Cookies on this website

We use cookies to ensure that we give you the best experience on our website. If you click 'Accept all cookies' we'll assume that you are happy to receive all cookies and you won't see this message again. If you click 'Reject all non-essential cookies' only necessary cookies providing core functionality such as security, network management, and accessibility will be enabled. Click 'Find out more' for information on how to change your cookie settings.

BACKGROUND: The Stroke Impact Scale (SIS) is a stroke-specific, quality of life measure recommended for research and clinical practice. Completion rates are suboptimal and could relate to test burden. We derived and validated a short form SIS (SF-SIS). METHODS AND RESULTS: We examined data from the Virtual International Stroke Trial Archive, generating derivation and validation populations. We derived an SF-SIS by selecting 1 item per domain of SIS, choosing items most highly correlated with total domain score. Our validation described agreement of SF-SIS with original SIS and the SIS-16 and correlation with Barthel Index, modified Rankin Scale, National Institutes of Health Stroke Scale, and Euro-QoL 5 dimensions visual analog scales. We assessed discriminative validity (associations between SF-SIS and factors known to influence outcome [age, physiological parameters, and comorbidity]). We assessed face validity and acceptability by sharing the SF-SIS with a focus group of stroke survivors and multidisciplinary stroke healthcare staff. From 5549 acute study patients (mean age 68.5 [SD 13] years, mean SIS 64 [SD 32]) and 332 rehabilitation patients (mean age 65.7 [SD 11] years, mean SIS 61 [SD 11]), we derived an 8-item SF-SIS that demonstrated good agreement with original SIS and good correlation with our chosen functional and quality of life measures (all ρ>0.70, P<0.0001). Significant associations were seen with our chosen predictors of stroke outcome in the acute group (P<0.0001). The focus group agreed with the choice of items for SF-SIS across 7 of 8 domains. CONCLUSIONS: Using multiple, complementary methods, we have derived an SF-SIS and demonstrated content, convergent, and discriminant validity. This shortened SIS should allow collection of robust quality of life data with less associated test burden.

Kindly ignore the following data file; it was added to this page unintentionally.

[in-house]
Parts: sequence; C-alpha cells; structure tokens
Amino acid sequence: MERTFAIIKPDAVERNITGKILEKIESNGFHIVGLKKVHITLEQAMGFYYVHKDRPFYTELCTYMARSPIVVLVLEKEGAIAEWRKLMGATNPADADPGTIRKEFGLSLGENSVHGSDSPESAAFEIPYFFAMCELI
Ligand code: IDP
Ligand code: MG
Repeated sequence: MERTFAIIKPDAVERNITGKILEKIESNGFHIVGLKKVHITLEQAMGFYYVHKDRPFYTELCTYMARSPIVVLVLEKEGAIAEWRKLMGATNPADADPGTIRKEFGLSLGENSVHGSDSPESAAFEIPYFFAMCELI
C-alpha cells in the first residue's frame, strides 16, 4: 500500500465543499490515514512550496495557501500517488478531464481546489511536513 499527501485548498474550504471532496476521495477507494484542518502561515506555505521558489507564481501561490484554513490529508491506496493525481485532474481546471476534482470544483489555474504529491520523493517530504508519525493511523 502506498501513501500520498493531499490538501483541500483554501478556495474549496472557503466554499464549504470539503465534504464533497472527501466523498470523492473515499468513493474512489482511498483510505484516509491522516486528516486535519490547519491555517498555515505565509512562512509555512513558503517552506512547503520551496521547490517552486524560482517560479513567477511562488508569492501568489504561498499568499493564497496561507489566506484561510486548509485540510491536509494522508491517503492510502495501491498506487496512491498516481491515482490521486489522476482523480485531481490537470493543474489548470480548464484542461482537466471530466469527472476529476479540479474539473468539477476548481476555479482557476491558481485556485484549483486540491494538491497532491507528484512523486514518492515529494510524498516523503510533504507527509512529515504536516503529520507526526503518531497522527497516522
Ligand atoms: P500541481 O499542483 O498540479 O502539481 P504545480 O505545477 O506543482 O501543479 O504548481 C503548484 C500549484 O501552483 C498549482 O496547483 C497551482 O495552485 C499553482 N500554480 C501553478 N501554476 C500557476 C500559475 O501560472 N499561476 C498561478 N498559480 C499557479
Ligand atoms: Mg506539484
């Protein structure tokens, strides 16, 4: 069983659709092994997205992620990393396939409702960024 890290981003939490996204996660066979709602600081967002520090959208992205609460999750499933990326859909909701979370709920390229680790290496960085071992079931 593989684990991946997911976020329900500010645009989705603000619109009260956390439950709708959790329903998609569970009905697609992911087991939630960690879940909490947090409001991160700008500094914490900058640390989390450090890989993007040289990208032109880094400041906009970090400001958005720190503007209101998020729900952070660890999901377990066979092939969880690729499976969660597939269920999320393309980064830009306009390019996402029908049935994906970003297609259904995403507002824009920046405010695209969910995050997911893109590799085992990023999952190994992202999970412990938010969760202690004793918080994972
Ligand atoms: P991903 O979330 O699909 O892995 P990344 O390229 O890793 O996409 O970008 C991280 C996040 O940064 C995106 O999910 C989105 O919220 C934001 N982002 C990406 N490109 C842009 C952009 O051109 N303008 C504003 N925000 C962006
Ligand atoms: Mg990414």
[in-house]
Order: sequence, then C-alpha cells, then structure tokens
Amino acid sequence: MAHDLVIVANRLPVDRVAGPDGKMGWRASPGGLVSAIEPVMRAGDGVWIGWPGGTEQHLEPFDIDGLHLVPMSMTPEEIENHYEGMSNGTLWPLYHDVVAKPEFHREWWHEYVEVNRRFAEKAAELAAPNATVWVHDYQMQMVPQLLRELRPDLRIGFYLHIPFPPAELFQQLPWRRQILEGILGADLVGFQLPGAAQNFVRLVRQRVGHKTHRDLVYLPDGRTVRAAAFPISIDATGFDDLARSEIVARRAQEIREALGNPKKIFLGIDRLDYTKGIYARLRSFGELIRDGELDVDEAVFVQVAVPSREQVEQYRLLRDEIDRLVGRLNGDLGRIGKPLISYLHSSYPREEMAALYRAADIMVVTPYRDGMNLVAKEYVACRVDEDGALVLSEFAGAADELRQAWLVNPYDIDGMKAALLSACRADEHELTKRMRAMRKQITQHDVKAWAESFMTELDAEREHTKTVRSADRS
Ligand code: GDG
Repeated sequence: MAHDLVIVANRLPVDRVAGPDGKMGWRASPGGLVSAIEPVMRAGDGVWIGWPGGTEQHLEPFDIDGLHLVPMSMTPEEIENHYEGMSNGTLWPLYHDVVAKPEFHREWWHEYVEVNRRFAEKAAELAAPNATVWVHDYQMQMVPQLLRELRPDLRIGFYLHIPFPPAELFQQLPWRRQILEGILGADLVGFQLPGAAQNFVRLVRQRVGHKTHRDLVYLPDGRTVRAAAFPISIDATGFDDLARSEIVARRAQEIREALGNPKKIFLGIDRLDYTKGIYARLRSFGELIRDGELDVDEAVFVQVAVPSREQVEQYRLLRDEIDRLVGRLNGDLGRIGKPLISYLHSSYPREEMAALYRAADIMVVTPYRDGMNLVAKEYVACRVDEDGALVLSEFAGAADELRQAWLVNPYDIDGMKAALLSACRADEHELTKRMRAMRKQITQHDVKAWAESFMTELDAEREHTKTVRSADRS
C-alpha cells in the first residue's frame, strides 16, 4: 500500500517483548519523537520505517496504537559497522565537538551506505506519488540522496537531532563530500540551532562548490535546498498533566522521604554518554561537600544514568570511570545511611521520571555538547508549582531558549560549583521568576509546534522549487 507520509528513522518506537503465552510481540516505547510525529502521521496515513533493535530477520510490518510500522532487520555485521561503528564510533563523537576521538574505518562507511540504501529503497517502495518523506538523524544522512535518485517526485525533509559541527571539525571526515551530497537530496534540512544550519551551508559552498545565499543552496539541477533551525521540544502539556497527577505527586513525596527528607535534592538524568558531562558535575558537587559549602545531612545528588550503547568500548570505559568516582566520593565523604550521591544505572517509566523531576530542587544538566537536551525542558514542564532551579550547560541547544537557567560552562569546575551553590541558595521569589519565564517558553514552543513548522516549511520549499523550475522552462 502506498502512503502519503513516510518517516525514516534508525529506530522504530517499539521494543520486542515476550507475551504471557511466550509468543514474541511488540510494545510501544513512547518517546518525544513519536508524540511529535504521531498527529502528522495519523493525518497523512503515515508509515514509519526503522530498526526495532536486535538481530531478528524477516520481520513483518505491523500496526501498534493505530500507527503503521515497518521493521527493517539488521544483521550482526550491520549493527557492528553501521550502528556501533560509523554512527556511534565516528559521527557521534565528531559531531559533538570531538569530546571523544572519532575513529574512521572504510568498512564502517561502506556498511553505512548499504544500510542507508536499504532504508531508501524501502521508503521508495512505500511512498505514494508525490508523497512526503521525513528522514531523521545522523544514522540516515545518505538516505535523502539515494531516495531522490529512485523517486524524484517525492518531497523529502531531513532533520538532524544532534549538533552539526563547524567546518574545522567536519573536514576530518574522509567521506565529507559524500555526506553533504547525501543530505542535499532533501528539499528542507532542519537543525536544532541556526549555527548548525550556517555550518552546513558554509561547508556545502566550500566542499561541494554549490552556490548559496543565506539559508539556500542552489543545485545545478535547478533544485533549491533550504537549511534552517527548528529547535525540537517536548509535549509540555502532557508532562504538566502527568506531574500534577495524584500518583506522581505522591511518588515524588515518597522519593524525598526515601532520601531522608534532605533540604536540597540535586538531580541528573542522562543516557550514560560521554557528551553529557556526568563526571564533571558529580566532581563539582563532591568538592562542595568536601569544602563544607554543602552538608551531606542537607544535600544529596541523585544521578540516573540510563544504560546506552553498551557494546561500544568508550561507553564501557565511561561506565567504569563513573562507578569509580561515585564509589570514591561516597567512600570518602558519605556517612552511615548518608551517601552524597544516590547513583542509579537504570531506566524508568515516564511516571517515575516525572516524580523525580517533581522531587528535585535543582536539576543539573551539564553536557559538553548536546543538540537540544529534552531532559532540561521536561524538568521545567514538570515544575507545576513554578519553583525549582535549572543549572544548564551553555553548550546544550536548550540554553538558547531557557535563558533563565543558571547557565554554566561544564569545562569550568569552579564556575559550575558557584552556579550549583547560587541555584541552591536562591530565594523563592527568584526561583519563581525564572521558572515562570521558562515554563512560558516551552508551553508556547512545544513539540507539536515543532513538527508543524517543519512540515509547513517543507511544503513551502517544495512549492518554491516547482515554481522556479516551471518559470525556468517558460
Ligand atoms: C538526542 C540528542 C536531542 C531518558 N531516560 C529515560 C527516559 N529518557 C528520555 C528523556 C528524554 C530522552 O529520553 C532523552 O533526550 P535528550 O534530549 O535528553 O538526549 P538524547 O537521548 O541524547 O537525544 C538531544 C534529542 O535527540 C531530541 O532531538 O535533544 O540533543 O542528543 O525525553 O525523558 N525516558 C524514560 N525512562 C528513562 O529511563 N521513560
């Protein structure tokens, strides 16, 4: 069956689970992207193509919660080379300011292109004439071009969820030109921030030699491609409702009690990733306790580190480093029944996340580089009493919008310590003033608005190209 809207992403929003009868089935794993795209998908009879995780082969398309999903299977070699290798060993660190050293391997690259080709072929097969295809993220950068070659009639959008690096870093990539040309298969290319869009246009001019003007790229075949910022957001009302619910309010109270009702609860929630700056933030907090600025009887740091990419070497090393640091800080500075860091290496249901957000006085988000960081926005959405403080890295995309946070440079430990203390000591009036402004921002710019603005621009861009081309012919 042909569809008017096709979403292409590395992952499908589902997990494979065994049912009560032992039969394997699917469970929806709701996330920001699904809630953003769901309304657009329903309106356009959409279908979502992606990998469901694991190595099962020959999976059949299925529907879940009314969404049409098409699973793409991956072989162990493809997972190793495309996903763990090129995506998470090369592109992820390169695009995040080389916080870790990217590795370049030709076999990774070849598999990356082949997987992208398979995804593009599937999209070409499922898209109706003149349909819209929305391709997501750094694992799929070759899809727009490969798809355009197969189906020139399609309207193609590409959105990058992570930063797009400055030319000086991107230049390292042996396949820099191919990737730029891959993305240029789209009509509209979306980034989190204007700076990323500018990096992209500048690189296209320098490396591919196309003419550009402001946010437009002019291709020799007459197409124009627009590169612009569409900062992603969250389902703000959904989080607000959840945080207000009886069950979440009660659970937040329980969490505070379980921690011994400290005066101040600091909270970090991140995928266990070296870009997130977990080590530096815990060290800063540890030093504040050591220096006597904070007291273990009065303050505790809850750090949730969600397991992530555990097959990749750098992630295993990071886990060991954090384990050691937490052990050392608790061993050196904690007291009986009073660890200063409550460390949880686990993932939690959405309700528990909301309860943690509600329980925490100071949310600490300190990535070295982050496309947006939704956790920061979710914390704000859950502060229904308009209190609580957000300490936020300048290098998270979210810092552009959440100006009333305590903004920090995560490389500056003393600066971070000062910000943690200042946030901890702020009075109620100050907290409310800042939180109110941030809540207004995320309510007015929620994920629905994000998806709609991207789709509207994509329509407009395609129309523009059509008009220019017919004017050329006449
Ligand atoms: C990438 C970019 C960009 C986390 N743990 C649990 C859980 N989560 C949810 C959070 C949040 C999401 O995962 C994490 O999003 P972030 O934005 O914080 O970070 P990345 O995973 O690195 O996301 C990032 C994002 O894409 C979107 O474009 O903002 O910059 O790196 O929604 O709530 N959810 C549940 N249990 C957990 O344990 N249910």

Original publication




Journal article


J Am Heart Assoc

Publication Date





Patient‐reported outcome measures, Stroke Impact Scale, quality of life, stroke, stroke scales, Aged, Aged, 80 and over, Female, Health Status, Humans, Male, Middle Aged, Quality of Life, Reproducibility of Results, Stroke, Stroke Rehabilitation, Surveys and Questionnaires